disappointed

Jackson, Brian brian.jackson at ARUPLAB.COM
Thu Sep 24 14:32:24 UTC 2015


We might want to be careful about this one.  From a research perspective, analyzing time to diagnosis would indeed be interesting and productive.  But if in the process we give regulators, payors and attorneys new ways to punish delays at an individual physician level, it could amplify premature closure and overdiagnosis.

A suggestion others have brought up, and I suspect this needs to be pushed more aggressively, is the concept of explicitly labeling diagnoses with their level of certainty, e.g. as tentative or working diagnoses where appropriate.  Sometimes empiric therapy is the best way to proceed.  When empiric therapy fails, it doesn't necessarily mean the diagnostic process failed, i.e. that a diagnostic error occurred.

Many of the complications introduced by both medicolegal and quality improvement efforts come from treating diagnosis as a black and white situation.  As much as I like the current news coverage of the IOM report, it's reinforcing that black/white perspective.

--Brian Jackson

From: robert bell [mailto:0000000296e45ec4-dmarc-request at LIST.IMPROVEDIAGNOSIS.ORG]
Sent: Wednesday, September 23, 2015 3:25 PM
To: IMPROVEDX at LIST.IMPROVEDIAGNOSIS.ORG
Subject: Re: [IMPROVEDX] disappointed

But our foot is in the door.

Also, as we get more information on Time to Diagnosis, it would seem that there could be a kind of "standard time to diagnosis," for less common diseases/conditions that could be adjusted from time to time as we get more proficient (e.g. for myasthenia gravis), perhaps even adjusted in some way for the medical sophistication of the medical center in question!

Do we need to talk about standards for what is a delayed diagnosis?  Or maybe that has already been discussed.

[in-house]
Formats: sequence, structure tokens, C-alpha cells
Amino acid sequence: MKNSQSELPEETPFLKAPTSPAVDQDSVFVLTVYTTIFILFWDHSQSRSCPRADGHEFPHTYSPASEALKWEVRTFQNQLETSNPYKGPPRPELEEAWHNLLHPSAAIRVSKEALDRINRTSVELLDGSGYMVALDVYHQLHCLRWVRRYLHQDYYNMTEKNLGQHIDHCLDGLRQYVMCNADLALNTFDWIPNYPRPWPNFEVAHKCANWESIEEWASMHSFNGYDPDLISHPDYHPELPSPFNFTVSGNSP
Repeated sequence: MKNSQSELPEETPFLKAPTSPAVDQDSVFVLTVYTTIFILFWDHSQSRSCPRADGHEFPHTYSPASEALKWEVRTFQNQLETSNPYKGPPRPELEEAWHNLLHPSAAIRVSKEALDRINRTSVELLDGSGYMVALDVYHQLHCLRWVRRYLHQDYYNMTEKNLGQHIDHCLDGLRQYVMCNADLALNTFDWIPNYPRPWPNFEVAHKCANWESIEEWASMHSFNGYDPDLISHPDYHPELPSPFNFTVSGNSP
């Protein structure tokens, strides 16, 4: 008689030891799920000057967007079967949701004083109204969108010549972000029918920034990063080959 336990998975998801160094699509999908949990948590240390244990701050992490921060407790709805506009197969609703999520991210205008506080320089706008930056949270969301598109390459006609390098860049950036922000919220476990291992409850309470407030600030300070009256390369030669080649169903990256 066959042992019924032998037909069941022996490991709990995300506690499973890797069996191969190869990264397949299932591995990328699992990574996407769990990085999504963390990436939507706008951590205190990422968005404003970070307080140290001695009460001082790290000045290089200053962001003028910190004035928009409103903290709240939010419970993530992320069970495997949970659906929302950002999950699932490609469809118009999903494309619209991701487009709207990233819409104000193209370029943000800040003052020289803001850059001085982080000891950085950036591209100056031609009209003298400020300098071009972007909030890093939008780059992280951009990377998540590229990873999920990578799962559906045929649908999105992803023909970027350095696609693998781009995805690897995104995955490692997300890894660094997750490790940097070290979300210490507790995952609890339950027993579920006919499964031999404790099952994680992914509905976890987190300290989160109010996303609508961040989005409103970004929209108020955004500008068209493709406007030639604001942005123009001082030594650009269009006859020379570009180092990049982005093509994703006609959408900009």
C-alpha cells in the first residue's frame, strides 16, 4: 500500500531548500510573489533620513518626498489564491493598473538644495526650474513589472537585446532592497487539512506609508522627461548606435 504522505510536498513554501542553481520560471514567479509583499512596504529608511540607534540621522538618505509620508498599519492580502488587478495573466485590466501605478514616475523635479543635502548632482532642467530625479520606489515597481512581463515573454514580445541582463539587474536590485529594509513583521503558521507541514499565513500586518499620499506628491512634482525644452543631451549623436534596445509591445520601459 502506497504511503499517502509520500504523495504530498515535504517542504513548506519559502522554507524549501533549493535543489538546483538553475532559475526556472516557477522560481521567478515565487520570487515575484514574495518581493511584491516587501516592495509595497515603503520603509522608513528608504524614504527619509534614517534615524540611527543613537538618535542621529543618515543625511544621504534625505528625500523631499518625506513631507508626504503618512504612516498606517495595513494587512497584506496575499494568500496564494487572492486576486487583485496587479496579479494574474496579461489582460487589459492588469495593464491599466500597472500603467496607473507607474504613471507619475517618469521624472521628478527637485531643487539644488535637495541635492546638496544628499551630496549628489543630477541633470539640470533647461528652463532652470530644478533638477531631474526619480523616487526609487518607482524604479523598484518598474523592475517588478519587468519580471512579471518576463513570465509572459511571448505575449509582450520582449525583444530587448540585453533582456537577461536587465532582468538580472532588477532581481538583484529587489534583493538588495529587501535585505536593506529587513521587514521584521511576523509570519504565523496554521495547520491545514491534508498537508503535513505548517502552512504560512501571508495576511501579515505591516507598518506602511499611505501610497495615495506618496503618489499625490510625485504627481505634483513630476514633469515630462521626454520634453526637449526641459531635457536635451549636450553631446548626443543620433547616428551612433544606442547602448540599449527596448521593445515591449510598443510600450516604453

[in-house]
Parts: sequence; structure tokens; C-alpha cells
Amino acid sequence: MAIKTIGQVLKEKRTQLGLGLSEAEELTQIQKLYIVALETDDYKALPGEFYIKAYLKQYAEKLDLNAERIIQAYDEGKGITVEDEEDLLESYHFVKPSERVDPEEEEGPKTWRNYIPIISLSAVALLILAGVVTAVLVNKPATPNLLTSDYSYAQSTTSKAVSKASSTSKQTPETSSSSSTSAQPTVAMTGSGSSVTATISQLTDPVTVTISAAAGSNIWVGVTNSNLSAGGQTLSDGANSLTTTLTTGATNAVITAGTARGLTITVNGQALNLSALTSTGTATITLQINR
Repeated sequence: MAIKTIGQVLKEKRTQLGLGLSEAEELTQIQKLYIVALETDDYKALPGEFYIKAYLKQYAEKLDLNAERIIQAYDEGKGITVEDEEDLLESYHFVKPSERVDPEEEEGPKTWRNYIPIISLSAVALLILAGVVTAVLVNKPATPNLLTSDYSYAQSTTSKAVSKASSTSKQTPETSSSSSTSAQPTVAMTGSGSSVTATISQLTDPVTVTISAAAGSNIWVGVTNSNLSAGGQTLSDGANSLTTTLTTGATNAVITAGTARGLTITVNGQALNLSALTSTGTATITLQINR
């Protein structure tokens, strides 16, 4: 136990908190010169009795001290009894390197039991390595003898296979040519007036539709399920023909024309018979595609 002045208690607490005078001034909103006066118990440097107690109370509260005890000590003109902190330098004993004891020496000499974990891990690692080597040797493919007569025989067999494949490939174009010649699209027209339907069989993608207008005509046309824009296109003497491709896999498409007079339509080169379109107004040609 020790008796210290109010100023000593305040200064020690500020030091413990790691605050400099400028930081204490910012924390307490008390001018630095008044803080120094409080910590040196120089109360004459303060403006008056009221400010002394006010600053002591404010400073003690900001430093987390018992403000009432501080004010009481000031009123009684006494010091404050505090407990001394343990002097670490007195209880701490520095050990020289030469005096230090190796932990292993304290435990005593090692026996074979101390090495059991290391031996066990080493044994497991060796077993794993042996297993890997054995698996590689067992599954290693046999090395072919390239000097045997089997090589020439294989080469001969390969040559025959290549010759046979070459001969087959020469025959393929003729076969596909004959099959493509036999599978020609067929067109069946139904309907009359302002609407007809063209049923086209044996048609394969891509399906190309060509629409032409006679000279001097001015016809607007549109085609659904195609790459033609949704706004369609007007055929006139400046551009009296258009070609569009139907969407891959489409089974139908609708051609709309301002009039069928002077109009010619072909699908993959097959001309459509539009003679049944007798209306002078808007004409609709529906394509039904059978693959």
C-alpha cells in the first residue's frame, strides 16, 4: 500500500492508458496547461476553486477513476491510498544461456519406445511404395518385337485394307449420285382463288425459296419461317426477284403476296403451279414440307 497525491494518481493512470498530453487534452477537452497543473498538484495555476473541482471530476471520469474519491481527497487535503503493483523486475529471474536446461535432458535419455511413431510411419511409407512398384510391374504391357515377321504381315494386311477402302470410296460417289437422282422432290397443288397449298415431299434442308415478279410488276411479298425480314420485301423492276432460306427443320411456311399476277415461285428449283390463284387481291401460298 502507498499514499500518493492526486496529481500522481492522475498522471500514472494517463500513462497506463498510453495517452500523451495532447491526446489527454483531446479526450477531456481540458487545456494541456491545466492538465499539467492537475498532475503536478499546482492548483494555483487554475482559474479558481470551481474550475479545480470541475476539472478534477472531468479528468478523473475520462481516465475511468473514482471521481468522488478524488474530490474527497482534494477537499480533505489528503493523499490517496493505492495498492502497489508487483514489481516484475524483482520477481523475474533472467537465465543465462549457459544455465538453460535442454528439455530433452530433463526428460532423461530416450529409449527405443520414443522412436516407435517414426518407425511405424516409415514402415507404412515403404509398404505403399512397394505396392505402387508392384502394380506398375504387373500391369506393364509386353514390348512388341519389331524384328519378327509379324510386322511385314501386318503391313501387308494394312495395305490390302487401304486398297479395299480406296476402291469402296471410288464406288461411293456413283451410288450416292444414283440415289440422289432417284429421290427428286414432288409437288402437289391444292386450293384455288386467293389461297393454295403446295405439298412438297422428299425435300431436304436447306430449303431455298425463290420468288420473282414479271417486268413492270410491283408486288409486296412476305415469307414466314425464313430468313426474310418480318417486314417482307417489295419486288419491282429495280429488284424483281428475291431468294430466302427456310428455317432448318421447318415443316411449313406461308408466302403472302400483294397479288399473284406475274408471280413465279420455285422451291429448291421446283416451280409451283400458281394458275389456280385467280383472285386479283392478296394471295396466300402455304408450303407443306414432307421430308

Just publishing a list of the common conditions we THINK are diseases of delayed diagnosis would be a start.

Rob Bell, M.D.


On Sep 23, 2015, at 11:19 AM, Michael Grossman <Michael.Grossman at MIHS.ORG<mailto:Michael.Grossman at MIHS.ORG>> wrote:

I agree with your assessment. The IOM sometimes seems to fall short of expectations. Their relatively recent report on Graduate Medical Education was disappointing.
The fact that multiple news agencies are running with this story may lead to some misunderstandings , especially on the nature of "delayed diagnoses".
Michael Grossman, MD MACP

-----Original Message-----
From: Robert L Wears, MD, MS, PhD [mailto:wears at UFL.EDU]
Sent: Wednesday, September 23, 2015 9:31 AM
To: IMPROVEDX at LIST.IMPROVEDIAGNOSIS.ORG<mailto:IMPROVEDX at LIST.IMPROVEDIAGNOSIS.ORG>
Subject: [IMPROVEDX] disappointed

Great that misdiagnosis and related failures are getting attention, but ...

This is a disappointing effort; a naïve, keyhole view of a complex problem.

I count 82 mentions of 'error' in the first 15 pages (~5.5 per page), 753 in the entire document.

Lots of discussion about biases (78 mentions) but important issues that challenge the focus on 'error', such as hindsight bias, or outcome bias, are never mentioned even once.

This restriction to a very narrow framing of the problem is unlikely to lead to progress.

bob



Robert L Wears, MD, MS, PhD
University of Florida              Imperial College London
wears at ufl.edu<mailto:wears at ufl.edu>                        r.wears at imperial.ac.uk<mailto:r.wears at imperial.ac.uk>
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